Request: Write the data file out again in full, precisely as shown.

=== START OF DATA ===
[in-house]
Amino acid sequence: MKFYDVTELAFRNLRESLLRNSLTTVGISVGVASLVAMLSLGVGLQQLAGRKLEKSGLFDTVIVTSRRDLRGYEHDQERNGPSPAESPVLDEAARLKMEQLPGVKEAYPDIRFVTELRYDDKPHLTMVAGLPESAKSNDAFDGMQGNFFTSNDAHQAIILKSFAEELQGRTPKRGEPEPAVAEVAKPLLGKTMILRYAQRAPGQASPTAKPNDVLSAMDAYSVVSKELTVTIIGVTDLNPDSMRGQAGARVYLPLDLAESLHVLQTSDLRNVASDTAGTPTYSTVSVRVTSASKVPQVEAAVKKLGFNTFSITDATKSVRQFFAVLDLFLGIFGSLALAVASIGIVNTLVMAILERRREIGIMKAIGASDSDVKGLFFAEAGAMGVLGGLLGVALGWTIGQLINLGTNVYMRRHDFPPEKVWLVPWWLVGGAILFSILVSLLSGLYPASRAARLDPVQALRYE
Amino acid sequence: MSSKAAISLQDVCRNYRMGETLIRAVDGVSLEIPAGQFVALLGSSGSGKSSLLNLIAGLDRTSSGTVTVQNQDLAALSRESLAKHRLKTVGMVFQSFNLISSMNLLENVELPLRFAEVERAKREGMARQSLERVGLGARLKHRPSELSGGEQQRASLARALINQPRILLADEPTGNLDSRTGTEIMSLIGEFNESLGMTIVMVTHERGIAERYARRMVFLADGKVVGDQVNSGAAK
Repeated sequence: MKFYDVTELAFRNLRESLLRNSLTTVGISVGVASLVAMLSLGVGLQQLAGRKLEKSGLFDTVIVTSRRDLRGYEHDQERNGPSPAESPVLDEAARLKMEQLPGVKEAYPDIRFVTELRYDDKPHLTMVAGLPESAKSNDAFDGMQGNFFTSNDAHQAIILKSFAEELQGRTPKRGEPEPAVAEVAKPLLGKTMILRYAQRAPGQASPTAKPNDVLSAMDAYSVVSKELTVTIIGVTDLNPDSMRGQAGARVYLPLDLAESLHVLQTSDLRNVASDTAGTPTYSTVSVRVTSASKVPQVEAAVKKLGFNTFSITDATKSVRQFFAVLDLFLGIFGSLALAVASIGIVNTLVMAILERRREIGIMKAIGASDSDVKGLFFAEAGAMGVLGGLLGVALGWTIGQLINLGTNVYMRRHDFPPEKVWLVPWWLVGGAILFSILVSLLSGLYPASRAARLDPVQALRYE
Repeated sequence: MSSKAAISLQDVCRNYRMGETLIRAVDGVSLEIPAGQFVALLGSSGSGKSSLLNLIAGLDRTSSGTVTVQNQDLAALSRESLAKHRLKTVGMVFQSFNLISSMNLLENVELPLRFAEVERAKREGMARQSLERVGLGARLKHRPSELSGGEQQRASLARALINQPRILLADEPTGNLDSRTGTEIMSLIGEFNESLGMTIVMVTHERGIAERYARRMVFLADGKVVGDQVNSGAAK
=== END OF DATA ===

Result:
[in-house]
Amino acid sequence: MKFYDVTELAFRNLRESLLRNSLTTVGISVGVASLVAMLSLGVGLQQLAGRKLEKSGLFDTVIVTSRRDLRGYEHDQERNGPSPAESPVLDEAARLKMEQLPGVKEAYPDIRFVTELRYDDKPHLTMVAGLPESAKSNDAFDGMQGNFFTSNDAHQAIILKSFAEELQGRTPKRGEPEPAVAEVAKPLLGKTMILRYAQRAPGQASPTAKPNDVLSAMDAYSVVSKELTVTIIGVTDLNPDSMRGQAGARVYLPLDLAESLHVLQTSDLRNVASDTAGTPTYSTVSVRVTSASKVPQVEAAVKKLGFNTFSITDATKSVRQFFAVLDLFLGIFGSLALAVASIGIVNTLVMAILERRREIGIMKAIGASDSDVKGLFFAEAGAMGVLGGLLGVALGWTIGQLINLGTNVYMRRHDFPPEKVWLVPWWLVGGAILFSILVSLLSGLYPASRAARLDPVQALRYE
Amino acid sequence: MSSKAAISLQDVCRNYRMGETLIRAVDGVSLEIPAGQFVALLGSSGSGKSSLLNLIAGLDRTSSGTVTVQNQDLAALSRESLAKHRLKTVGMVFQSFNLISSMNLLENVELPLRFAEVERAKREGMARQSLERVGLGARLKHRPSELSGGEQQRASLARALINQPRILLADEPTGNLDSRTGTEIMSLIGEFNESLGMTIVMVTHERGIAERYARRMVFLADGKVVGDQVNSGAAK
Repeated sequence: MKFYDVTELAFRNLRESLLRNSLTTVGISVGVASLVAMLSLGVGLQQLAGRKLEKSGLFDTVIVTSRRDLRGYEHDQERNGPSPAESPVLDEAARLKMEQLPGVKEAYPDIRFVTELRYDDKPHLTMVAGLPESAKSNDAFDGMQGNFFTSNDAHQAIILKSFAEELQGRTPKRGEPEPAVAEVAKPLLGKTMILRYAQRAPGQASPTAKPNDVLSAMDAYSVVSKELTVTIIGVTDLNPDSMRGQAGARVYLPLDLAESLHVLQTSDLRNVASDTAGTPTYSTVSVRVTSASKVPQVEAAVKKLGFNTFSITDATKSVRQFFAVLDLFLGIFGSLALAVASIGIVNTLVMAILERRREIGIMKAIGASDSDVKGLFFAEAGAMGVLGGLLGVALGWTIGQLINLGTNVYMRRHDFPPEKVWLVPWWLVGGAILFSILVSLLSGLYPASRAARLDPVQALRYE
Repeated sequence: MSSKAAISLQDVCRNYRMGETLIRAVDGVSLEIPAGQFVALLGSSGSGKSSLLNLIAGLDRTSSGTVTVQNQDLAALSRESLAKHRLKTVGMVFQSFNLISSMNLLENVELPLRFAEVERAKREGMARQSLERVGLGARLKHRPSELSGGEQQRASLARALINQPRILLADEPTGNLDSRTGTEIMSLIGEFNESLGMTIVMVTHERGIAERYARRMVFLADGKVVGDQVNSGAAK